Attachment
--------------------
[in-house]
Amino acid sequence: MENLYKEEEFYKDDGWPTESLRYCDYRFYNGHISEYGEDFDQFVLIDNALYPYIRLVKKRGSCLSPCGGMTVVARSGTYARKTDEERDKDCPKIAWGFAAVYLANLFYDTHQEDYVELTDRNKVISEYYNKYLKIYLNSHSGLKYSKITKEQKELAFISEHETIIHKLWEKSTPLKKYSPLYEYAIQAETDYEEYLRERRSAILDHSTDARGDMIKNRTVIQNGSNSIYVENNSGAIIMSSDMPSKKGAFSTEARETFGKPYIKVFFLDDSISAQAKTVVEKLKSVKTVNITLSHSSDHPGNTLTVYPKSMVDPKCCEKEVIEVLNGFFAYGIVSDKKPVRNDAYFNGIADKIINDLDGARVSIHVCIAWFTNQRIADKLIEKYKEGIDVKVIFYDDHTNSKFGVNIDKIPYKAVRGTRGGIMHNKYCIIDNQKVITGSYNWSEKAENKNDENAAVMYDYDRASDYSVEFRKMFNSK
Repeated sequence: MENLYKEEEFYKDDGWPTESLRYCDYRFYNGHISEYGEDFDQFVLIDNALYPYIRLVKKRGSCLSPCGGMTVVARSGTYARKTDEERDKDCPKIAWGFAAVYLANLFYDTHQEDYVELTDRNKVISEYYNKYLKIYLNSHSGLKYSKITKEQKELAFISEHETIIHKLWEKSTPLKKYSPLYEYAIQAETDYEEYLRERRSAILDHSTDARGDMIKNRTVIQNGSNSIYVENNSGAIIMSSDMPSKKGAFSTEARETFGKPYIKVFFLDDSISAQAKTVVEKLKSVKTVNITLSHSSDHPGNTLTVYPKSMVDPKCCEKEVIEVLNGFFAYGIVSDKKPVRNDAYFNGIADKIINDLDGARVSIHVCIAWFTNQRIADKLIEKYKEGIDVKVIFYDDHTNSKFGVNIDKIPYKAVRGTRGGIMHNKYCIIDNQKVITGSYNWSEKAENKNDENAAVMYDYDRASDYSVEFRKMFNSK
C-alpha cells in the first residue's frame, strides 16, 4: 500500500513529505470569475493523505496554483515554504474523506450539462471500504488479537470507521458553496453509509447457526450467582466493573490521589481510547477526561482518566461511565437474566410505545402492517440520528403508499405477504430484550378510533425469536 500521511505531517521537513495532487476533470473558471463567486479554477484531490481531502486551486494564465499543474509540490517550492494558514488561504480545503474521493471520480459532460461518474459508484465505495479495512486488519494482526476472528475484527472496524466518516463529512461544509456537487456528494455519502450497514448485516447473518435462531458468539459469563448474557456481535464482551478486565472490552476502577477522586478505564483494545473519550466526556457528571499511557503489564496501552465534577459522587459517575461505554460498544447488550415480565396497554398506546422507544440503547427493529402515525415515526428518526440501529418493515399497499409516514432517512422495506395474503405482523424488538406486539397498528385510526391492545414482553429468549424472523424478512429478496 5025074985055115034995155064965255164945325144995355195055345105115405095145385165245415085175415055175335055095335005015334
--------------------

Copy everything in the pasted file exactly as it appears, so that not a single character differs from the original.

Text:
[in-house]
Amino acid sequence: MENLYKEEEFYKDDGWPTESLRYCDYRFYNGHISEYGEDFDQFVLIDNALYPYIRLVKKRGSCLSPCGGMTVVARSGTYARKTDEERDKDCPKIAWGFAAVYLANLFYDTHQEDYVELTDRNKVISEYYNKYLKIYLNSHSGLKYSKITKEQKELAFISEHETIIHKLWEKSTPLKKYSPLYEYAIQAETDYEEYLRERRSAILDHSTDARGDMIKNRTVIQNGSNSIYVENNSGAIIMSSDMPSKKGAFSTEARETFGKPYIKVFFLDDSISAQAKTVVEKLKSVKTVNITLSHSSDHPGNTLTVYPKSMVDPKCCEKEVIEVLNGFFAYGIVSDKKPVRNDAYFNGIADKIINDLDGARVSIHVCIAWFTNQRIADKLIEKYKEGIDVKVIFYDDHTNSKFGVNIDKIPYKAVRGTRGGIMHNKYCIIDNQKVITGSYNWSEKAENKNDENAAVMYDYDRASDYSVEFRKMFNSK
Repeated sequence: MENLYKEEEFYKDDGWPTESLRYCDYRFYNGHISEYGEDFDQFVLIDNALYPYIRLVKKRGSCLSPCGGMTVVARSGTYARKTDEERDKDCPKIAWGFAAVYLANLFYDTHQEDYVELTDRNKVISEYYNKYLKIYLNSHSGLKYSKITKEQKELAFISEHETIIHKLWEKSTPLKKYSPLYEYAIQAETDYEEYLRERRSAILDHSTDARGDMIKNRTVIQNGSNSIYVENNSGAIIMSSDMPSKKGAFSTEARETFGKPYIKVFFLDDSISAQAKTVVEKLKSVKTVNITLSHSSDHPGNTLTVYPKSMVDPKCCEKEVIEVLNGFFAYGIVSDKKPVRNDAYFNGIADKIINDLDGARVSIHVCIAWFTNQRIADKLIEKYKEGIDVKVIFYDDHTNSKFGVNIDKIPYKAVRGTRGGIMHNKYCIIDNQKVITGSYNWSEKAENKNDENAAVMYDYDRASDYSVEFRKMFNSK
C-alpha cells in the first residue's frame, strides 16, 4: 500500500513529505470569475493523505496554483515554504474523506450539462471500504488479537470507521458553496453509509447457526450467582466493573490521589481510547477526561482518566461511565437474566410505545402492517440520528403508499405477504430484550378510533425469536 500521511505531517521537513495532487476533470473558471463567486479554477484531490481531502486551486494564465499543474509540490517550492494558514488561504480545503474521493471520480459532460461518474459508484465505495479495512486488519494482526476472528475484527472496524466518516463529512461544509456537487456528494455519502450497514448485516447473518435462531458468539459469563448474557456481535464482551478486565472490552476502577477522586478505564483494545473519550466526556457528571499511557503489564496501552465534577459522587459517575461505554460498544447488550415480565396497554398506546422507544440503547427493529402515525415515526428518526440501529418493515399497499409516514432517512422495506395474503405482523424488538406486539397498528385510526391492545414482553429468549424472523424478512429478496 5025074985055115034995155064965255164945325144995355195055345105115405095145385165245415085175415055175335055095335005015334